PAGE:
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Itemized hospital bill clarifies charges

Itemized emergency room bill clarifies confusing charges

Q: While on vacation in Florida, I fell and hurt my back. I went to the Mease Dunedin Hospital emergency room.

I was examined by a nurse practitioner; X-rays showed I had a broken rib. I was prescribed Darvocet and sent home.

Once home I received a bill from the hospital for $798 for medical services and $557 for X-rays. Weeks later I got a bill from Coastline Emergency Physicians for medical services and an item marked "treat rib" for $374 and $144, respectively.

How can I be billed twice for "medical services," especially when only the nurse practitioner treated me?

Medicare paid most of the bills, but I'm concerned about fraud.

I'd like an itemized bill, explaining exactly what all these medical services were.

Martin Schuller

A: Beth Hardy, public relations representative for Morton Plant Mease hospitals, has seen to it that you receive an itemized bill and explanation of the services. Any patient may (and should) request this.

It's understandable that you were confused and concerned about the charges in light of the fact that you never saw a doctor.

Still, the care you receive in an emergency room is the responsibility of the ER physician, whether he or she treats you personally or not. That's why you received a bill.

Most emergency medicine doctors do not work for the hospital where they practice. That's why the bill was from a third party. In this case it was from a medical staffing group that supplies emergency physicians to emergency departments.

Many nurse practitioners and physician's assistants are also from a medical staffing group. In the case of Mease Dunedin, the nurse practitioner who saw you was an employee of the hospital, according to Hardy, thus no separate billing for her.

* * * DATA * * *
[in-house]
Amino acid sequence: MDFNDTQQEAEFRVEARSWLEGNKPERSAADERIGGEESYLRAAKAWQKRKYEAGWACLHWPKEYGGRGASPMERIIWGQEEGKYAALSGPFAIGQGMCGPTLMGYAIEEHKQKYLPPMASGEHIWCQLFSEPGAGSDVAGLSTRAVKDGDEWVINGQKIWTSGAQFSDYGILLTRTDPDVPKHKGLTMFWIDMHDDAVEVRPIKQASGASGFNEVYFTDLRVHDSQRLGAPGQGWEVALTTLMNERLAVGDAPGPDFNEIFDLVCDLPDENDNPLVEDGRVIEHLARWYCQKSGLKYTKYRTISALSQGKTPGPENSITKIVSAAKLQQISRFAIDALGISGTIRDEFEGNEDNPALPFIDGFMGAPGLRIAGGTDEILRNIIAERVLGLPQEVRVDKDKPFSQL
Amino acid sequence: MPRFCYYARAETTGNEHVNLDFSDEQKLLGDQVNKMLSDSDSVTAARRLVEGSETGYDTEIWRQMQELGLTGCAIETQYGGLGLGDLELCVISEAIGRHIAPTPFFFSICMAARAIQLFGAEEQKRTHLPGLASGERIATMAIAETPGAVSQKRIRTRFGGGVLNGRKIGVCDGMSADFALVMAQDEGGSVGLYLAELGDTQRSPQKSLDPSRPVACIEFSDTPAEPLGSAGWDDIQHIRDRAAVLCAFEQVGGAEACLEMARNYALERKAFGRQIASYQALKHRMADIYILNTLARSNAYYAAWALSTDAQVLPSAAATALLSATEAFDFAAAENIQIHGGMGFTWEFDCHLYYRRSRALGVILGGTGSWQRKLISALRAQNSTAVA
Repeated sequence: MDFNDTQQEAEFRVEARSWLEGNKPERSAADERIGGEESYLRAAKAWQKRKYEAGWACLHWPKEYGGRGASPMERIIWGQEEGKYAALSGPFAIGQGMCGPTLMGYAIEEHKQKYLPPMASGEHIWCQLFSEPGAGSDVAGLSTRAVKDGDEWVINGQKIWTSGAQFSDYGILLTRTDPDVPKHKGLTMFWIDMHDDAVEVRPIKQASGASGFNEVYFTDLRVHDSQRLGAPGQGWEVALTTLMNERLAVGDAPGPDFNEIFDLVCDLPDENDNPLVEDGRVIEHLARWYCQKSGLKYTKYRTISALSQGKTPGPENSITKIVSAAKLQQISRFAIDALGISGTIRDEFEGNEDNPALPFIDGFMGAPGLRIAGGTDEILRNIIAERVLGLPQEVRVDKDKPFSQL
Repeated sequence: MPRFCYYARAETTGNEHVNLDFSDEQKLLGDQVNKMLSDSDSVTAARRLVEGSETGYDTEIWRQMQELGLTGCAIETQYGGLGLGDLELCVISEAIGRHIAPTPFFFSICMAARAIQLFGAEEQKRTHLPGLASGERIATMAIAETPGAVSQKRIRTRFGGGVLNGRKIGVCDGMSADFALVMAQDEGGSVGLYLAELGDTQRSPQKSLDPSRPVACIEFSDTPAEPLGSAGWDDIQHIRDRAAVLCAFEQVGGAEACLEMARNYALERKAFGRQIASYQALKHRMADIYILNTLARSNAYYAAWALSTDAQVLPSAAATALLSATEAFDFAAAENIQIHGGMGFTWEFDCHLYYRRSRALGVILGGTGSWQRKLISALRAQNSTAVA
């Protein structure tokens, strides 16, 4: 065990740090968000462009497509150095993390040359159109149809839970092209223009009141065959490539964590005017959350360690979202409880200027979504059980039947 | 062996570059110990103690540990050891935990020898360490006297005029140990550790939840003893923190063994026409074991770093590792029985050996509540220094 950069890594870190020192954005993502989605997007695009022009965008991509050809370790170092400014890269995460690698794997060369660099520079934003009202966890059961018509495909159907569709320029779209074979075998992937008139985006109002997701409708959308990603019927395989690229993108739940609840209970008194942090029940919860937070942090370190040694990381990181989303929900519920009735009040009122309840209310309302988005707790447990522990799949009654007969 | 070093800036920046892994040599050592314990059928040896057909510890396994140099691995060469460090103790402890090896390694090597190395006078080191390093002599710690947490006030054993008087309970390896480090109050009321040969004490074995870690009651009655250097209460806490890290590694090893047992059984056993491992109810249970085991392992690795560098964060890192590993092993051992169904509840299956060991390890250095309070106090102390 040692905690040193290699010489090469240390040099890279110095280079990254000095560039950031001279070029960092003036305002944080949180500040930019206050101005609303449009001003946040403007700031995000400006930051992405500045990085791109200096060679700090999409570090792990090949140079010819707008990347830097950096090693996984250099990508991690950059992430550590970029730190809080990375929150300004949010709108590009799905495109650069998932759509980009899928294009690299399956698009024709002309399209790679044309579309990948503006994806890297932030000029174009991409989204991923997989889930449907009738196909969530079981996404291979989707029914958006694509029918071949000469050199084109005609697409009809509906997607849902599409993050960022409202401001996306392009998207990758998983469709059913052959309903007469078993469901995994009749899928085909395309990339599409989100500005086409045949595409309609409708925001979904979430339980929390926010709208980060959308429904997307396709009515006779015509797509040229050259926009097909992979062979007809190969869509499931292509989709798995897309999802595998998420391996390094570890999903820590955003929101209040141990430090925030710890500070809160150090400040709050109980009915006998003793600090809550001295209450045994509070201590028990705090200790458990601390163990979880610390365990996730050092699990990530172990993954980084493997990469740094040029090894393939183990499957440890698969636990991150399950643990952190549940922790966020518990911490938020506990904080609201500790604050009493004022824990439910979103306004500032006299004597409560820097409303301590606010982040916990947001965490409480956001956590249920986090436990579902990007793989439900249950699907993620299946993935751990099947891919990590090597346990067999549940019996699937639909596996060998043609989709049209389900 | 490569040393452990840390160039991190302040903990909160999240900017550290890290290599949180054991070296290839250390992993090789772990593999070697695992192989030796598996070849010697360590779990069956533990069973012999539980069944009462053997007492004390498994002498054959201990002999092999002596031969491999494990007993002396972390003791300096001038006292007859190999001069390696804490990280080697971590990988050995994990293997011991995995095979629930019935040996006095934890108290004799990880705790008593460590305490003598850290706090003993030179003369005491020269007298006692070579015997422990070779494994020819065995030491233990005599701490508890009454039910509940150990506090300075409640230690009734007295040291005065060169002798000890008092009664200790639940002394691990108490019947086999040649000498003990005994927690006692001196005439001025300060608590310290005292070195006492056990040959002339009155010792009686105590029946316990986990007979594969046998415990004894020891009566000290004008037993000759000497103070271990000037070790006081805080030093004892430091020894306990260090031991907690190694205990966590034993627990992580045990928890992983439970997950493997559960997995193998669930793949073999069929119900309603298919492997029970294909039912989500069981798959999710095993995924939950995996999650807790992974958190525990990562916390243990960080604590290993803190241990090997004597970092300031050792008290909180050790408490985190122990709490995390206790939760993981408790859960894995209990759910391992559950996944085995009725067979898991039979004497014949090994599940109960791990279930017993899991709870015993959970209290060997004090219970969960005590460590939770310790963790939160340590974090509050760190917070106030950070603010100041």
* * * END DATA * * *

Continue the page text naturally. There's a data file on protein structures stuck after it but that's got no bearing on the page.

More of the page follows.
The charges for your X-rays were twofold: The hospital charges for taking them and the radiologist charges for reading them.

The rest of the charges were related to the hospital and emergency care you received.

Newspaper to arrive daily at last

Q: I signed up for a yearly subscription to the St. Petersburg Times while visiting the Citrus County Fair in March.

I was going through some paperwork in May, found the receipt and realized I hadn't been receiving the paper. I called and delivery began the next day.

Since then I've received two bills and a past due notice. Each time I phoned I was assured that the matter would be resolved and I'd get a call back. It wasn't and I didn't.

On June 23, my delivery stopped. I spoke with a supervisor at the call center, and she promised to call back and let me know what was happening.

I've never heard a thing, and I'm still not getting the paper.

Virginia Losasso

A: I apologize for the poor service you've received. Your account has been corrected, delivery re-established and your next renewal date set for May 2009.

Itemized hospital bill clarifies charges 08/05/08 [Last modified: Friday, August 8, 2008 8:12pm]
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